By: Nicola Ashbrook
Chemotherapy is not an option, they say, not really. It’s an option in that it exists, but it’s not an option for her, for now. It’ll hurt her more than it’ll help her, they mean.
She’s too poorly, they mean.
It’s too late, they mean.
There can’t only be one option though? Surely? Treatments have come on so much, or so people say. Maybe there’s something else?
Maybe, they say, maybe. But. I don’t like the sound of the but. I’d prefer this without the but.
The tumour would have to be the right type, they say, genetically. One in ten tumours are right. Or maybe one in twenty, they add, as a murmured afterthought.
It’s an outside chance they mean. Prepare yourselves, they mean.
It probably isn’t going to happen, they mean.
Someone has to be the one in the ten though, people say, we’ll pray it’s her.
And I know they’re saying it because they don’t know what else to say and because they so want to help and because they so hope she could be the one, but I don’t think prayers can genetically modify cells. I wish they could. Thank you, I say, thinking how the genes in the cells are already there, being whatever genes they already are and the answer to whether there really is another option is already answered, inside of her.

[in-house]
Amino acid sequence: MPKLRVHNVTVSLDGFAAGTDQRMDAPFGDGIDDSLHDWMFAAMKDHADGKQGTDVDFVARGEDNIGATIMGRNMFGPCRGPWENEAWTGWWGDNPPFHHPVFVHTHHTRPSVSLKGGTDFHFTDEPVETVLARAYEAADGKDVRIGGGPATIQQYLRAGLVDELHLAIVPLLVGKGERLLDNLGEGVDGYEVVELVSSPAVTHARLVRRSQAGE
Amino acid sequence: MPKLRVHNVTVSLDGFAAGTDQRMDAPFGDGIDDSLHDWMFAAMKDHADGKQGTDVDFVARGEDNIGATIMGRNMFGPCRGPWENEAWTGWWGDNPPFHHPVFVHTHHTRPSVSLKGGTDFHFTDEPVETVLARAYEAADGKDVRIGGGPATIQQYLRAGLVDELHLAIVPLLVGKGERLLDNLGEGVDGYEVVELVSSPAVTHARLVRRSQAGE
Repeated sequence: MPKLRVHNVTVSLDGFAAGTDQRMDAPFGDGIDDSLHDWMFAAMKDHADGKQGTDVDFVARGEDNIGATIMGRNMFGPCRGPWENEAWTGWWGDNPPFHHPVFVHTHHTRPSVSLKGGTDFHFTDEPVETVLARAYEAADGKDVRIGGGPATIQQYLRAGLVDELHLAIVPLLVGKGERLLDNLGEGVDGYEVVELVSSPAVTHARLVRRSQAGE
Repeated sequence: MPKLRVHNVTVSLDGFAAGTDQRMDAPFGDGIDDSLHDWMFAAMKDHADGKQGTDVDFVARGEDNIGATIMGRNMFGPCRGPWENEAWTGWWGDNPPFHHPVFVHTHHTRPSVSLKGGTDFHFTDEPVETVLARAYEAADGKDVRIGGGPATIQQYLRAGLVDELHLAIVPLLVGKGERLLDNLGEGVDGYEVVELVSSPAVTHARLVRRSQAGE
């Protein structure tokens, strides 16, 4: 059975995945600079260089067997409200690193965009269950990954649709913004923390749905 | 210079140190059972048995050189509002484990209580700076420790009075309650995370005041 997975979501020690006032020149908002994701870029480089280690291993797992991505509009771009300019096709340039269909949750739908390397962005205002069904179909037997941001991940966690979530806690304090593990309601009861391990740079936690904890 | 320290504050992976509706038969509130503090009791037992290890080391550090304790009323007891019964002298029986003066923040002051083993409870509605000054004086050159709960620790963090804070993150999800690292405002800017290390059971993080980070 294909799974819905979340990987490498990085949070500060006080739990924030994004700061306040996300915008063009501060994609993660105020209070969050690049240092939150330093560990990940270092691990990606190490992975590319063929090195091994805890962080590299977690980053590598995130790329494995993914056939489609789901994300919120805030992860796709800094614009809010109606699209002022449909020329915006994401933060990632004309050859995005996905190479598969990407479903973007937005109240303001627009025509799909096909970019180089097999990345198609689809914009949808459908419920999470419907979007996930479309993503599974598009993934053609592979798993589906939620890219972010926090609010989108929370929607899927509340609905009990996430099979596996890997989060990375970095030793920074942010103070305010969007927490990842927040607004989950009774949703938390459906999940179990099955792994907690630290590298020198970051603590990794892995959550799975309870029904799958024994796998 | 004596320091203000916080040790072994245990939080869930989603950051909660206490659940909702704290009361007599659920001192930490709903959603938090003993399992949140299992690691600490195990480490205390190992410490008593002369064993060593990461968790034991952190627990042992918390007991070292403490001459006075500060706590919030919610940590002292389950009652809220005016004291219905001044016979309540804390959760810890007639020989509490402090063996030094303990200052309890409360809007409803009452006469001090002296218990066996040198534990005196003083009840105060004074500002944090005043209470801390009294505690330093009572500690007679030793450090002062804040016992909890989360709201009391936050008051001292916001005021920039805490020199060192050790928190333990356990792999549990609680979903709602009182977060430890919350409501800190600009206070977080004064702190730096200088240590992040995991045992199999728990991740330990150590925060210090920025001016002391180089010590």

We have to be positive though, people say, she could be the one in the ten. And I worry they mean we can change what she is, which number she is, what cells she has, through the power of our minds.
Surely my lack of believing a prayer can modify a cell won’t affect her options, will it?
Nicola Ashbrook was a little late discovering her passion for writing, having her children and a career in the NHS first. She is now addicted to flash fiction, with pieces published in various online and print anthologies, including with Emerge, Capsule Stories, Nightingale & Sparrow, Bath, Reflex, and Storgy. She is currently querying her first novel. Found tweeting @NicolaAWrites and blogging at www.nicolalostinnarration.weebly.com